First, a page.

Women have long faced disproportionate barriers-of-entry into STEM fields. There are organizations in the western world providing support and resources, promoting women’s accomplishments, and even providing scholarships to help girls break into STEM fields, but what about less-developed areas of the world?
This year, Ada Lovelace Day – a celebration of women in STEM and their accomplishments – falls on the same day as International Day of the Girl Child, which aims to help progress girl’s issues worldwide to help them reach their full potential. Led by UN Women, one of their focuses for 2016 is child marriage in developing countries. Women in the western world face (among other things) gender-based discrimination which may prevent them from succeeding in a STEM field. On this interesting day of coincidence, it is worth reflecting on the barriers faced by women and girls in other parts of the world.
UN Women reports that one in three girls in developing countries are married before the age of 18. Besides the obvious human rights issues, the organization also reports that, “Child marriage usually means an end to girl’s education, vocation, and her right to make life choices.”
There is an interesting parallel that can be drawn between the life of Ada Lovelace and the focus of this year’s International Day of the Girl Child. At a time when girls in the western world were sometimes married young and women weren’t known for their accomplishments in math and science, Lovelace made a lasting contribution that is still admired today and has been the foundation of many women in STEM movements.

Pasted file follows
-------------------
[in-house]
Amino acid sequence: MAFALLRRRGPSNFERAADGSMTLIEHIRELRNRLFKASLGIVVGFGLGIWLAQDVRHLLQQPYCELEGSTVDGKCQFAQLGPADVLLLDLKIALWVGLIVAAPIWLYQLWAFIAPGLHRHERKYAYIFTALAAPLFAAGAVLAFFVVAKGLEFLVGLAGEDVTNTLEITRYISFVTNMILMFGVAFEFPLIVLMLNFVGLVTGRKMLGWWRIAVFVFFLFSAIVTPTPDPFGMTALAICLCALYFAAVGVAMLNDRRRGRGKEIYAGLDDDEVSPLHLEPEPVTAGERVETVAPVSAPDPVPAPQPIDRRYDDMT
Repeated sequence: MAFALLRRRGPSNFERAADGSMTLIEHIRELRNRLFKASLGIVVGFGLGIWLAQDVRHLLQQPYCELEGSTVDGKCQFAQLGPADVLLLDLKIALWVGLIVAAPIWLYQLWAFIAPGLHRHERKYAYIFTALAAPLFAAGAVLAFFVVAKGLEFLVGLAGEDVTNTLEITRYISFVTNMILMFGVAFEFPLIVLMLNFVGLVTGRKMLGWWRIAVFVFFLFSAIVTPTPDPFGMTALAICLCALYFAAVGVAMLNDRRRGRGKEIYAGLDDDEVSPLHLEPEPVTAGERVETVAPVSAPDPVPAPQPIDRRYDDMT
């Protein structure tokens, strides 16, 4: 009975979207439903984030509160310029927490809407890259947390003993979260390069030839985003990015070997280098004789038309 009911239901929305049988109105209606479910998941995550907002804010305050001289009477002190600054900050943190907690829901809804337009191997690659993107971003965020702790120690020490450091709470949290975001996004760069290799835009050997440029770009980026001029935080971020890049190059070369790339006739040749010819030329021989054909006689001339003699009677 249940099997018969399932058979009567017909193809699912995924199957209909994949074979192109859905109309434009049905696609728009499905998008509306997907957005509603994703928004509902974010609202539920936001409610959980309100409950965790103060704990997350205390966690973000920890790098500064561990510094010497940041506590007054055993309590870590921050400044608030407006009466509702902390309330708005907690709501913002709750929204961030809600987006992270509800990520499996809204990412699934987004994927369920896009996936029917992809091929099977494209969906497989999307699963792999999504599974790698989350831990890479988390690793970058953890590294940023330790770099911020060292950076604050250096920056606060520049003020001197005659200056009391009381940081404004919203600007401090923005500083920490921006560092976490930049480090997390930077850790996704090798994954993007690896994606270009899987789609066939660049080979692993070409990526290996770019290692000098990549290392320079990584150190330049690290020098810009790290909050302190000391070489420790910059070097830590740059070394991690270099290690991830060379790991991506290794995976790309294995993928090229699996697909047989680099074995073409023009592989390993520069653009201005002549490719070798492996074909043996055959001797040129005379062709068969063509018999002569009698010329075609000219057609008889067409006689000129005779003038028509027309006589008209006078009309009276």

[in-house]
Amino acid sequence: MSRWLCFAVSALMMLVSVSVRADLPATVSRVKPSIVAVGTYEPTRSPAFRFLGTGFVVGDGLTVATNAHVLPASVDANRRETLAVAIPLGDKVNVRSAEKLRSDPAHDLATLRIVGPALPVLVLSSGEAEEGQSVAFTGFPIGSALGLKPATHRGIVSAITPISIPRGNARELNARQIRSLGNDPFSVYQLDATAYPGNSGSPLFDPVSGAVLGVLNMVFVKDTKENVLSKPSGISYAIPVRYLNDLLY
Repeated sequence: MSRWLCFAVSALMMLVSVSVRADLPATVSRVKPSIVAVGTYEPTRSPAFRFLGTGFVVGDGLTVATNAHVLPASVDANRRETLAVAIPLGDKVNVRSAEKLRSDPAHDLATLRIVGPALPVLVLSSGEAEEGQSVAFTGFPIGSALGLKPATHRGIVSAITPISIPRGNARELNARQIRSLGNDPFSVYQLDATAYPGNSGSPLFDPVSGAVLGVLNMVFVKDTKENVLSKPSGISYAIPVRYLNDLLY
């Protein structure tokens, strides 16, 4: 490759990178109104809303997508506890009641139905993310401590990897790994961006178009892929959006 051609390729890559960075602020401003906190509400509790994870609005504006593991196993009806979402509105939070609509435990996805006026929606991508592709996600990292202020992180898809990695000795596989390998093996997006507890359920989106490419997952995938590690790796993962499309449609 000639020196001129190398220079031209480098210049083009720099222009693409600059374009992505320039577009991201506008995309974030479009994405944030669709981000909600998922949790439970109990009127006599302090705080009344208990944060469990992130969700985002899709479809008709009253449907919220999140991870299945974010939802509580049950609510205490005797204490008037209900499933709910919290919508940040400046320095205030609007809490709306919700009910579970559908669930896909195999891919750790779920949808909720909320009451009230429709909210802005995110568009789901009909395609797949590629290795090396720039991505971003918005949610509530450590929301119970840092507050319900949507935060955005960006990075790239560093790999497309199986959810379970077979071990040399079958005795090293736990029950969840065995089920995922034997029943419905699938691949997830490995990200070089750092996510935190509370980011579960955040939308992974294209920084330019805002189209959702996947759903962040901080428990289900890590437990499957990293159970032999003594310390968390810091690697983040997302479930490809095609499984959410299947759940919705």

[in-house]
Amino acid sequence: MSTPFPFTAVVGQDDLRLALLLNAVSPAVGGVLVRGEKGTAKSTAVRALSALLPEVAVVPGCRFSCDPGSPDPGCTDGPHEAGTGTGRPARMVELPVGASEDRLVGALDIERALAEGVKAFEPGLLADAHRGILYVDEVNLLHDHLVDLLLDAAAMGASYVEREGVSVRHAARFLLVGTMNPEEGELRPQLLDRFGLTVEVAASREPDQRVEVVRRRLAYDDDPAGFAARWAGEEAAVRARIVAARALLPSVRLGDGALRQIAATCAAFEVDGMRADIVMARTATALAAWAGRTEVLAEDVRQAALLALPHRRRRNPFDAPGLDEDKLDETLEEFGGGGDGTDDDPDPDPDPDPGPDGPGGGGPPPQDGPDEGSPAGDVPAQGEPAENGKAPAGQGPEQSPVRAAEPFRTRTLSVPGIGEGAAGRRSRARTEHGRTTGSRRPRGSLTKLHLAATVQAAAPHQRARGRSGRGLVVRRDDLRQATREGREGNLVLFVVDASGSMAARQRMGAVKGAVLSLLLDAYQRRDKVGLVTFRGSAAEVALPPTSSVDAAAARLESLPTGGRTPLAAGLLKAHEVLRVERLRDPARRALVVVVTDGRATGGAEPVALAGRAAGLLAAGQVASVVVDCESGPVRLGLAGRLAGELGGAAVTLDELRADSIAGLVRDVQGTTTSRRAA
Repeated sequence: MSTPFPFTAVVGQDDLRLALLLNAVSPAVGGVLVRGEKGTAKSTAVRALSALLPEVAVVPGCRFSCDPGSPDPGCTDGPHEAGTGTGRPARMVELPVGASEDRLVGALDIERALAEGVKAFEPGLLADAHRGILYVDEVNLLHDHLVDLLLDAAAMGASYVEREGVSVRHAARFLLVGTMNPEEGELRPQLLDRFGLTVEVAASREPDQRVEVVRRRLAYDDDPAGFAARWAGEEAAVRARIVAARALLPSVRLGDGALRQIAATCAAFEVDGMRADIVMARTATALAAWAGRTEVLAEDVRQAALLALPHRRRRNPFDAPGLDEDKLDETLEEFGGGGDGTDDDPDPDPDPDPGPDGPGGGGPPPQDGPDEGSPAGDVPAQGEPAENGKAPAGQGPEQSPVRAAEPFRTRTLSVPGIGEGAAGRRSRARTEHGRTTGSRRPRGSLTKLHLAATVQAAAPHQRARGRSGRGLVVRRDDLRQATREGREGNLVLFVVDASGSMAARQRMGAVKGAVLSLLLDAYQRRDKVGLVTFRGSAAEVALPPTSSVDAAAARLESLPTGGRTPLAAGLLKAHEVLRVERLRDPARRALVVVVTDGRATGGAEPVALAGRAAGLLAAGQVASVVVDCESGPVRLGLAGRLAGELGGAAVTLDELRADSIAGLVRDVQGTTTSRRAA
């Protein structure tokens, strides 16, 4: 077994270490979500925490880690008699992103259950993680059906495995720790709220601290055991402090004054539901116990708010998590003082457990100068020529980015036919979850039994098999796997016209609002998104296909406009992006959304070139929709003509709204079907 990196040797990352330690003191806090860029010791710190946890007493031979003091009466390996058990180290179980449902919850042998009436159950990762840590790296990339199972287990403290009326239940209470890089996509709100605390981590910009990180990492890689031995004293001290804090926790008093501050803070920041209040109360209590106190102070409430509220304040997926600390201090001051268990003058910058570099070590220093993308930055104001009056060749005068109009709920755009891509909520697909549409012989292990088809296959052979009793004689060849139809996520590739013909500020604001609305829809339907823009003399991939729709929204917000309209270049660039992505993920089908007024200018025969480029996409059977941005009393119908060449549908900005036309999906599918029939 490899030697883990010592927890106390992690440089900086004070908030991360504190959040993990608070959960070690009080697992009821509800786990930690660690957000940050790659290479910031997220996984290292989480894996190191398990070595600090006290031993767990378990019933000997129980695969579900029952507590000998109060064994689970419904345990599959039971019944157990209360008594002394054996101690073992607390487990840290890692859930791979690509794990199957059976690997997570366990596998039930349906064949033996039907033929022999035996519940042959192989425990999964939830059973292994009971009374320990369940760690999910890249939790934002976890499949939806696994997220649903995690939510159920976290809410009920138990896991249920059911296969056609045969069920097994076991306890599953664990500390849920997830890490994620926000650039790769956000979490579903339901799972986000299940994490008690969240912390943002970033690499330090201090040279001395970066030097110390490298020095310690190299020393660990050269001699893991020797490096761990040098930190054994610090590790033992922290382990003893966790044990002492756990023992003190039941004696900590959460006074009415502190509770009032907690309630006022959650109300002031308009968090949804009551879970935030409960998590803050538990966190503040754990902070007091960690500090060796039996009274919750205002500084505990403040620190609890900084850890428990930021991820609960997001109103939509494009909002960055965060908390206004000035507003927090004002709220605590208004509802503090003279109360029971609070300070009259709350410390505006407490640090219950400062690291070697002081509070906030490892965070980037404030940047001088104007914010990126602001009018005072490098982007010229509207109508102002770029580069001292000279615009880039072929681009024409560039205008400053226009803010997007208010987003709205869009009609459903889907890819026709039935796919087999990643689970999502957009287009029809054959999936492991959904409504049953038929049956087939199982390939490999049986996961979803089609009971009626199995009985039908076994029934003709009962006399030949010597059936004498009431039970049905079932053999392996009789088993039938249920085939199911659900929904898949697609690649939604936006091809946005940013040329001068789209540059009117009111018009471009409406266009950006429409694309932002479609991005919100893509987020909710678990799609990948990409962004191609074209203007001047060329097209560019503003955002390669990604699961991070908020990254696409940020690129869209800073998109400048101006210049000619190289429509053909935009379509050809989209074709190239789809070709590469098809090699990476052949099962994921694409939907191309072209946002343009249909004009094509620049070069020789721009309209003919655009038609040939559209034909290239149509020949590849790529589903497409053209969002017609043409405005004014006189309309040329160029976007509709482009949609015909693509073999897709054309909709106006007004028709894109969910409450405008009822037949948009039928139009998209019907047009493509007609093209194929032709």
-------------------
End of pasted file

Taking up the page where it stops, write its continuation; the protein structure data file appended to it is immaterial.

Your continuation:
Lovelace’s mother made sure she got an education that her father despised (hooray for 19th Century feminism). She had already formed a clear identity of her own by the time she got married and was able to become the icon we so revere today. But what if she had been married young and had her education cut short? What advancements and contributions are we missing because one in three girls in developing countries are married before 18, losing their right to an education and a better life of their own making?
Do we need to tackle the issue of women in STEM at home first, so that the arena is open to all? Should we try to engage with and provide resources for women in developing countries through existing programs? Let me know what you think in the comments below!
A Note from the Author
Thank you for reading my first blog post! As a female technology blogger, I thought it would be awesome for my first post to be about women in STEM and Ada Lovelace Day! You can look forward to content relating to open source software and Linux in the next few days! Please feel free to engage with me on social media and let me know what you thought about my perspective or what kind of content you’d like to see!